Evaluating the Work
You’ve spent a lot of valuable classroom time teaching thesis statements, but your lesson is not finished without teaching your students how to evaluate their writing. Instruct students to use the following questions to analyze their statement:
- Have you answered the question or merely restated it? The following examples are based on this question: Does Romeo’s prior feelings for Rosaline diminish the credibility of his love for Juliet?
- Good example: Romeo’s prior feelings for Rosaline diminish the credibility of his love for Juliet.
- Bad example: This essay examines whether or not Romeo’s prior feelings for Rosaline diminish his love for Juliet.
- Have you tried to argue both sides of the case? It is important to acknowledge the other side and address the other position. That does not, however, excuse you from choosing a side.
- Good example: Juliet was not the first woman to capture Romeo’s fancy; she was, however, the one who affected him the most.
- Bad example: Romeo loved Juliet with all his heart, but he loved Rosaline too. It could be argued they were both his favorite.
- Have you prejudged the issue by using loaded language? Immature writers manipulate readers through emotionally-charged language.
- Bad example: Immature, whiny, male-pig Romeo, a male harlot, ruined precious Juliet whom he loved no more than Rosaline.
More Teaching Ideas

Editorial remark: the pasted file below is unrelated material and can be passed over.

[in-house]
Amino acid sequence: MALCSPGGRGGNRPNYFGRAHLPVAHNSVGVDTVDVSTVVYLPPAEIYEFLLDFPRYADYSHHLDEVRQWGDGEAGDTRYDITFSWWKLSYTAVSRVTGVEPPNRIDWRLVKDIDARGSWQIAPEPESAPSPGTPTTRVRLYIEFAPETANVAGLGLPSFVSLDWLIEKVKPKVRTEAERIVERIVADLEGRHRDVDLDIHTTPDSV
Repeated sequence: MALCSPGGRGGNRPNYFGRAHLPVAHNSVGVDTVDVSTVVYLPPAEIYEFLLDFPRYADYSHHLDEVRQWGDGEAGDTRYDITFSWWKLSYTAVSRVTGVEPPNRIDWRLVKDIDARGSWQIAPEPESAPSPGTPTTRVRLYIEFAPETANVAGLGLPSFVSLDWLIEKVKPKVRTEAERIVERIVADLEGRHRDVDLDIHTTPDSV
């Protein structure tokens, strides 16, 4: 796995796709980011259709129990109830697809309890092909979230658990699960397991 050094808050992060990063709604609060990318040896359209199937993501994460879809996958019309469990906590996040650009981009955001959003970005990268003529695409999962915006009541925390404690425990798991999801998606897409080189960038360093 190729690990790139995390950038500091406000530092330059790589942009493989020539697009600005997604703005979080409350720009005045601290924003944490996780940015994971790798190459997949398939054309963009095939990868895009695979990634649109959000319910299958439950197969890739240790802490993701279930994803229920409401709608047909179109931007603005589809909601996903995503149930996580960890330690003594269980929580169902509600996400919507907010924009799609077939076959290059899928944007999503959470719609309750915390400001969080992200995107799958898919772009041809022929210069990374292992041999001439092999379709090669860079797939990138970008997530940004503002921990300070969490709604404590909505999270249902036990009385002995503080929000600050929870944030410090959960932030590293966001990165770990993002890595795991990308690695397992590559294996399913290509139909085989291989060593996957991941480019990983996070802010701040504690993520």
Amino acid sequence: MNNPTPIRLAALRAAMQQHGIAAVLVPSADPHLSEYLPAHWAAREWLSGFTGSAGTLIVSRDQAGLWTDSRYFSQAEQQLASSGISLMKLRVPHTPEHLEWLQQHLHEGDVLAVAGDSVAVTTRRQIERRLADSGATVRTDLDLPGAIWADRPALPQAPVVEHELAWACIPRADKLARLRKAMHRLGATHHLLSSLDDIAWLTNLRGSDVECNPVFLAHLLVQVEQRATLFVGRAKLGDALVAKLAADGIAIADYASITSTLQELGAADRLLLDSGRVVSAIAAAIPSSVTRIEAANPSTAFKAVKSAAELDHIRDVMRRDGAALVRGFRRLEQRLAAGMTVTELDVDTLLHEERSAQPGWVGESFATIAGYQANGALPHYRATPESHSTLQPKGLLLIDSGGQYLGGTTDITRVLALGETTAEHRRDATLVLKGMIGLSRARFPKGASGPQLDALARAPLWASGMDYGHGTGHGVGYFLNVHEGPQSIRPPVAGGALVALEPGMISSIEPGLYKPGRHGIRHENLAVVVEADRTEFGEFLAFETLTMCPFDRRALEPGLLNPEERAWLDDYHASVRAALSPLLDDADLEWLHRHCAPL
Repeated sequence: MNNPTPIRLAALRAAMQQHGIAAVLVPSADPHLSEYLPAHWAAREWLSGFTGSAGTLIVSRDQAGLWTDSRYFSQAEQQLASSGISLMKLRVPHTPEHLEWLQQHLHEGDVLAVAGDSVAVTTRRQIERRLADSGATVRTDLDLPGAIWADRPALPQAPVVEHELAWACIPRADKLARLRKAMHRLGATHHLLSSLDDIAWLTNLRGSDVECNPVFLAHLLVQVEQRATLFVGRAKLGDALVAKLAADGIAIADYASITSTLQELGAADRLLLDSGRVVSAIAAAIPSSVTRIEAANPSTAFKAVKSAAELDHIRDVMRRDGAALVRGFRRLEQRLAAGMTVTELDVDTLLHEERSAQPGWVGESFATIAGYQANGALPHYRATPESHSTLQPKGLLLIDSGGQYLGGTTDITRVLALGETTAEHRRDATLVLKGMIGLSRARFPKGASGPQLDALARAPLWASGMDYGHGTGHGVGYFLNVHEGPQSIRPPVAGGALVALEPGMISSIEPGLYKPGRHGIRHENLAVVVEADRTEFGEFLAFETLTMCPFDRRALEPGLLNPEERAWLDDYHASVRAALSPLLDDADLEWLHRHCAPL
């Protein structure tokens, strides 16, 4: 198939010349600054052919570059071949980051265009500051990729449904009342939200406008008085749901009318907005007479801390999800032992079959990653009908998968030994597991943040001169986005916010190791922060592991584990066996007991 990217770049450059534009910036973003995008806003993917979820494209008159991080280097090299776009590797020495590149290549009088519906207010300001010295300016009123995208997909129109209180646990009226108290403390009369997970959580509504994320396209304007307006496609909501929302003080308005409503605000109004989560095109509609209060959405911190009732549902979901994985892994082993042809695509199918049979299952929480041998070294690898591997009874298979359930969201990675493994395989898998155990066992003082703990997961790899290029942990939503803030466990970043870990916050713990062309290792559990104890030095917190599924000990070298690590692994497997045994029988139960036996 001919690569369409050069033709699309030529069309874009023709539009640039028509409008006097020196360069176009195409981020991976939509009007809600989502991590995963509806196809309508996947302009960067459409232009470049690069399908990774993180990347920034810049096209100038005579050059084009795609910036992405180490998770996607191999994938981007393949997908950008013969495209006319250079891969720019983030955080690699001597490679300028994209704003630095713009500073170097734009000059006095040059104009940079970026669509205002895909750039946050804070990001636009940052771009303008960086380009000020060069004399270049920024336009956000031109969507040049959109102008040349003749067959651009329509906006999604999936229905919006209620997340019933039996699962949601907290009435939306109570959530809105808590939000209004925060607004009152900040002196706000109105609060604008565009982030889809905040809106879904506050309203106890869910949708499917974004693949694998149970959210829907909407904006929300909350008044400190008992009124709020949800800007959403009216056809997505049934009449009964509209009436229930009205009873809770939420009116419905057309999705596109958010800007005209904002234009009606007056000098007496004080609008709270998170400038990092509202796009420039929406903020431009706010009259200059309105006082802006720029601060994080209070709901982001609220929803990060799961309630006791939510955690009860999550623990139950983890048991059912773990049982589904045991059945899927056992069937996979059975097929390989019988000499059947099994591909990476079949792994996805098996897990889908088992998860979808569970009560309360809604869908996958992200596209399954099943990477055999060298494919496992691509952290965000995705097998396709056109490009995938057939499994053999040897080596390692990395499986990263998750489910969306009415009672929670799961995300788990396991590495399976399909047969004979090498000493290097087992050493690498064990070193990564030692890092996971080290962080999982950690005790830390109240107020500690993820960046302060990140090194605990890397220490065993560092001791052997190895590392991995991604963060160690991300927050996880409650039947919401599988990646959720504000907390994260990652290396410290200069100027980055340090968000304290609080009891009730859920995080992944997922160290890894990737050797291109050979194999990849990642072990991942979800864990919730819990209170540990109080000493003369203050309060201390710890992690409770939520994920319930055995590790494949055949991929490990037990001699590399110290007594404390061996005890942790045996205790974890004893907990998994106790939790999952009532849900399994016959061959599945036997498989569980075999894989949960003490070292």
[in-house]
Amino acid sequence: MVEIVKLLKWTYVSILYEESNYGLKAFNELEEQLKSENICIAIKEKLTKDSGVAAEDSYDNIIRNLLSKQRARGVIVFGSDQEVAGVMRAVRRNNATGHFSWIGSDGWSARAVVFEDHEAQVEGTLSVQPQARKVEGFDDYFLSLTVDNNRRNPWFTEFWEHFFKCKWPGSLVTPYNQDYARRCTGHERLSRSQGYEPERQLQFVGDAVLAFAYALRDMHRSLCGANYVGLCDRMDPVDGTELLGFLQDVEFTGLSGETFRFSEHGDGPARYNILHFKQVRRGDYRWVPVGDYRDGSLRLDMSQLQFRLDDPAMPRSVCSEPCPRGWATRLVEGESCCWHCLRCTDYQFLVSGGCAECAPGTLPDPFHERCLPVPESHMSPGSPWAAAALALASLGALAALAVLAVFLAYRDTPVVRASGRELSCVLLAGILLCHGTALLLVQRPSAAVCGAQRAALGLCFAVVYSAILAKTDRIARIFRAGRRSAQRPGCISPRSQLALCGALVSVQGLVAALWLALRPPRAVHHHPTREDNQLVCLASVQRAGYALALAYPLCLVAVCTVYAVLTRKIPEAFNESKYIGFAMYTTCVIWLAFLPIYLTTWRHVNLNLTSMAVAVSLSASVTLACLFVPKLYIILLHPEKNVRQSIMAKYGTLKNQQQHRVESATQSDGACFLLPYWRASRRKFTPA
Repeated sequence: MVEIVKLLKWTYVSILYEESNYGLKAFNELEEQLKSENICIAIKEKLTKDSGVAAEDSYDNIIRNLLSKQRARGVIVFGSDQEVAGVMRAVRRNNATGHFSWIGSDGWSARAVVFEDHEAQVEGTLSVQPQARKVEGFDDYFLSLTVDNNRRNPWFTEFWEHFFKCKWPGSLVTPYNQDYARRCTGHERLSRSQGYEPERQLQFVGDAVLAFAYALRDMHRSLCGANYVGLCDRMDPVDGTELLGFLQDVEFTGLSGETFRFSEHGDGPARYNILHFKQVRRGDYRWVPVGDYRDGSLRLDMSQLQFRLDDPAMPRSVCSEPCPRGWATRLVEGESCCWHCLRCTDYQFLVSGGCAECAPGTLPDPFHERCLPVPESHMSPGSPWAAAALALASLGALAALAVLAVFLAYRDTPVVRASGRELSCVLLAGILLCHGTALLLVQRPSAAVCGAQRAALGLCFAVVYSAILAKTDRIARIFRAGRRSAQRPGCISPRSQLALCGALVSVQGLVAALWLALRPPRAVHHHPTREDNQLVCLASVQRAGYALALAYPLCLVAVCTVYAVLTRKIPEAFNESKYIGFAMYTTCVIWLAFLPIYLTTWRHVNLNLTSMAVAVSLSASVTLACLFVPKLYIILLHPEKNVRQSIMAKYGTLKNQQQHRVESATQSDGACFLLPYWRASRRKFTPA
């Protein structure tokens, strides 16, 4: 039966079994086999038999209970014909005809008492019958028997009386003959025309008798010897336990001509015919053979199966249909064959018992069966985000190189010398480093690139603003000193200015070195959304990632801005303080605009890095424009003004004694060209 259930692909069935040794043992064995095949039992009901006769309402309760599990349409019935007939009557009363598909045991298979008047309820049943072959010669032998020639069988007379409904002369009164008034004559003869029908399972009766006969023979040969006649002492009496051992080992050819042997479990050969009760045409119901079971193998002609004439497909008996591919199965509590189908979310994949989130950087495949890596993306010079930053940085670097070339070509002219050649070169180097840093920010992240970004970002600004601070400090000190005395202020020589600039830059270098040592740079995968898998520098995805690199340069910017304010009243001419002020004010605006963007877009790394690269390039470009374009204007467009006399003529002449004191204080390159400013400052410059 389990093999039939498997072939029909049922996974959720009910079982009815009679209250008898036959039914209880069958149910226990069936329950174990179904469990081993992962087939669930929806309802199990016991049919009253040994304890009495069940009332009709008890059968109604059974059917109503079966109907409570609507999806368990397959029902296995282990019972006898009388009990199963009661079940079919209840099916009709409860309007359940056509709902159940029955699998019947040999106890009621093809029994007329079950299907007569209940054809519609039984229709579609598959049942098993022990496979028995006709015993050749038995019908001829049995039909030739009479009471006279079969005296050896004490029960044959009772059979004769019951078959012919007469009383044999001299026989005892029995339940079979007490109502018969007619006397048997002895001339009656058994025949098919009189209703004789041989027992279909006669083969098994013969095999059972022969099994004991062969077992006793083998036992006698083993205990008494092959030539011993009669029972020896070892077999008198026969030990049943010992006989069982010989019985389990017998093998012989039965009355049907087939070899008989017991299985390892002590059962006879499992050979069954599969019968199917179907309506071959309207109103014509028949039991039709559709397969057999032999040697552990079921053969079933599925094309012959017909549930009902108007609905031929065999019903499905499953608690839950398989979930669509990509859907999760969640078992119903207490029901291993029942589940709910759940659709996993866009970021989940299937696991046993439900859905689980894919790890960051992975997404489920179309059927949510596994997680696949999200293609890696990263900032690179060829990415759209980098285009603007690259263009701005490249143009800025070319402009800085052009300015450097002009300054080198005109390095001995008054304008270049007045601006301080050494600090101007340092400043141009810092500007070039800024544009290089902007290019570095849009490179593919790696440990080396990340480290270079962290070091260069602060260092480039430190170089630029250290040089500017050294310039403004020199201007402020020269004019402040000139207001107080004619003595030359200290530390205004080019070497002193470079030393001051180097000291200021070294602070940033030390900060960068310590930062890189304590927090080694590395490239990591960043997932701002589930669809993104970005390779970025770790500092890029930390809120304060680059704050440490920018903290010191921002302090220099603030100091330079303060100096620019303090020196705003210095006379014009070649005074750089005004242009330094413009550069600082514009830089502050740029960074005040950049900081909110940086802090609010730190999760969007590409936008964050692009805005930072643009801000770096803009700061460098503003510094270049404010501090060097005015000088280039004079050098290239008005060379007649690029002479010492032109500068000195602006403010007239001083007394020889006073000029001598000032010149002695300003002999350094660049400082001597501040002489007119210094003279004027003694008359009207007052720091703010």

The following activities will help reinforce the concept.
- Have students create thesis statements on a slice of paper. Collect the paper and read them to the class. Have the class vote on them.
- Do the same activity, but use individualized white boards to record judgments.
- Read the thesis statements anonymously. The ones that do not qualify get tossed in the garbage can (visualizing what happens to writing is powerful). Give students a chance to rewrite until they get it right.
- Write random topics on the board and have groups of students brainstorm good ones.
- Make the thesis statements part of a writing challenge.
- Require that students get thesis statements approved before writing an essay.
Click here for a complete 1st semester curriculum map for language arts with lesson plans and links. I hope you learned some fun ways to teach thesis statements to your students. If you have other tips, be sure to leave them in the comments. Image by Nicholas Jackson from Pixabay